“Local adaptation interacts with expansion load during range expansion: Maladaptation reduces expansion load”
Kimberly J. Gilbert, Nathaniel P. Sharp, Amy L. Angert, Gina L. Conte, Jeremy A. Draghi, Frédéric Guillaume, Anna L. Hargreaves, Remi Matthey-Doret, and Michael C. Whitlock
Local adaptation to an environmental gradient reduces expansion load during species range expansions
We have become increasingly aware of the role that demographic history can play in contributing to varying levels of genetic diversity and fitness of modern populations. In particular, species range expansions create a unique scenario of repeated population bottlenecks that prolong the reduced efficacy of selection in small populations through time and space. This can result in reductions in population fitness due to the expansion process, termed expansion load. The degree to which expansion load contributes to the fitness of populations in the real world is debated, with contrasting results being found in human populations that have expanded out of Africa. To investigate other processes that might contribute to expansion load, researchers from the University of British Columbia, CUNY, and University of Zurich have conducted simulations that combine the presence of deleterious mutations with the presence of an environmental gradient during range expansion to understand the impact and interactions that local adaptation has on load accumulation.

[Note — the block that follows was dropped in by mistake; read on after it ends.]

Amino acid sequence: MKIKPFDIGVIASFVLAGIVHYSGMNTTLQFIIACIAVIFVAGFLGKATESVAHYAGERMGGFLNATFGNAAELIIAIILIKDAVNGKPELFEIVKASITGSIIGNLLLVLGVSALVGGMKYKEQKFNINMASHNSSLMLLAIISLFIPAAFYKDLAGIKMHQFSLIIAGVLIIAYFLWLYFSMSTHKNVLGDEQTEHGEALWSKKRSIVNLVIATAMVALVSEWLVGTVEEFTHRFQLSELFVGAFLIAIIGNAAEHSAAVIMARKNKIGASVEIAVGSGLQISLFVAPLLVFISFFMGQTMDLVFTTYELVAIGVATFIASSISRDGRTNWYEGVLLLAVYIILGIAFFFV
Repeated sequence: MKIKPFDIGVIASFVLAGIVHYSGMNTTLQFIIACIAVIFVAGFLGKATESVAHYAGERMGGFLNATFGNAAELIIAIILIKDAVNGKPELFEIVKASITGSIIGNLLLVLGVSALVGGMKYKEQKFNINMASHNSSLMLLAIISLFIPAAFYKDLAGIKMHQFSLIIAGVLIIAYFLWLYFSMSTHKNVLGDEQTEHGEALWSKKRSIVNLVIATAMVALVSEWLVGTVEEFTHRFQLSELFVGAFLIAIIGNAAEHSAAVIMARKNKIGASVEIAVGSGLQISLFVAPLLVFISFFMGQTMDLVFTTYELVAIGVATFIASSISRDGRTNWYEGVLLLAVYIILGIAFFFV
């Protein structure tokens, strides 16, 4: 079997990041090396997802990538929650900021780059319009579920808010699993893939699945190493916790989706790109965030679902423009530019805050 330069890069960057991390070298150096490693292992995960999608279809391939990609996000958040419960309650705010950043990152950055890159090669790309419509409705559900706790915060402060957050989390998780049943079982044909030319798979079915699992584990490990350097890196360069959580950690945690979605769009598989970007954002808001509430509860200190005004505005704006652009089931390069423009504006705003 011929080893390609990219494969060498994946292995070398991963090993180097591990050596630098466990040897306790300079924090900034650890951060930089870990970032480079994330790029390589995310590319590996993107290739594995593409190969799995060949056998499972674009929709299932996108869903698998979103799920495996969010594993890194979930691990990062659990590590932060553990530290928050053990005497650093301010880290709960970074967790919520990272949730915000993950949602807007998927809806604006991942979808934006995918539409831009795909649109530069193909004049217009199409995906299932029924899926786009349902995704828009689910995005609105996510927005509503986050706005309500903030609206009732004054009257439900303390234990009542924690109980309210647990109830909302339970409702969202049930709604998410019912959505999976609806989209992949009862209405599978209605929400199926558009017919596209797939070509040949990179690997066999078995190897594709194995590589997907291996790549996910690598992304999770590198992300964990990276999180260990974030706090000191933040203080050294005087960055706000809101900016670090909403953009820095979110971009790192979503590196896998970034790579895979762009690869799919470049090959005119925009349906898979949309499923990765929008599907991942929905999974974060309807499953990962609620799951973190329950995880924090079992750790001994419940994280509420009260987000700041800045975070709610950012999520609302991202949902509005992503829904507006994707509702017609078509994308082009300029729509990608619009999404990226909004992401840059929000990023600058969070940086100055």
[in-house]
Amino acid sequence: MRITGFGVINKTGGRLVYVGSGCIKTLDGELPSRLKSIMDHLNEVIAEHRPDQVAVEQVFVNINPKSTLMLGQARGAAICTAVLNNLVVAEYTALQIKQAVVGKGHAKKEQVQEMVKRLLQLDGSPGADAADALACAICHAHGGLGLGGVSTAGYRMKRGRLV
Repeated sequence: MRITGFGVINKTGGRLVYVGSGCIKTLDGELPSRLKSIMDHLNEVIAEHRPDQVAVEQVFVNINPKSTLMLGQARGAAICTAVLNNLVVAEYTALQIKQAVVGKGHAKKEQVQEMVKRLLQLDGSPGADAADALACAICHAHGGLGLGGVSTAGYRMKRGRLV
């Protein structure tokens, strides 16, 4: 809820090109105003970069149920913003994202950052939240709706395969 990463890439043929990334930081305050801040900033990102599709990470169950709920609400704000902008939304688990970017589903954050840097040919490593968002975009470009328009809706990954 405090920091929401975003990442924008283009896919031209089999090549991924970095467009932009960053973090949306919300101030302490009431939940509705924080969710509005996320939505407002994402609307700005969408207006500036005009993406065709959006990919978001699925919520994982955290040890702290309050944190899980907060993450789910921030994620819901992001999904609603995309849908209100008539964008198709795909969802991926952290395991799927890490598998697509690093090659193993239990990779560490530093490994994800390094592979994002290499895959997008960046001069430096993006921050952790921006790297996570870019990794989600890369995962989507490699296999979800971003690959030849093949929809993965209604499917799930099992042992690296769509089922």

They find that as the change in environment becomes greater over space, populations have more difficulty in locally adapting, leading to the slowing of range expansion. As this slowing occurs, less genetic drift acts at the range edges, reducing the potential for buildup of deleterious mutations through a process called allele surfing. Despite this reduction in expansion load, populations are still faced with the difficulty of locally adapting on steeper environmental gradients, so overall fitness is not improved.
This research uncovers an important interaction that may explain the absence or reduction of expansion load found in nature compared with predictions from theoretical work. This also highlights an important concern for species undergoing future expansion due to climate change or other anthropogenic forces, where we may expect fitness reduction due to several interacting factors. Read the Article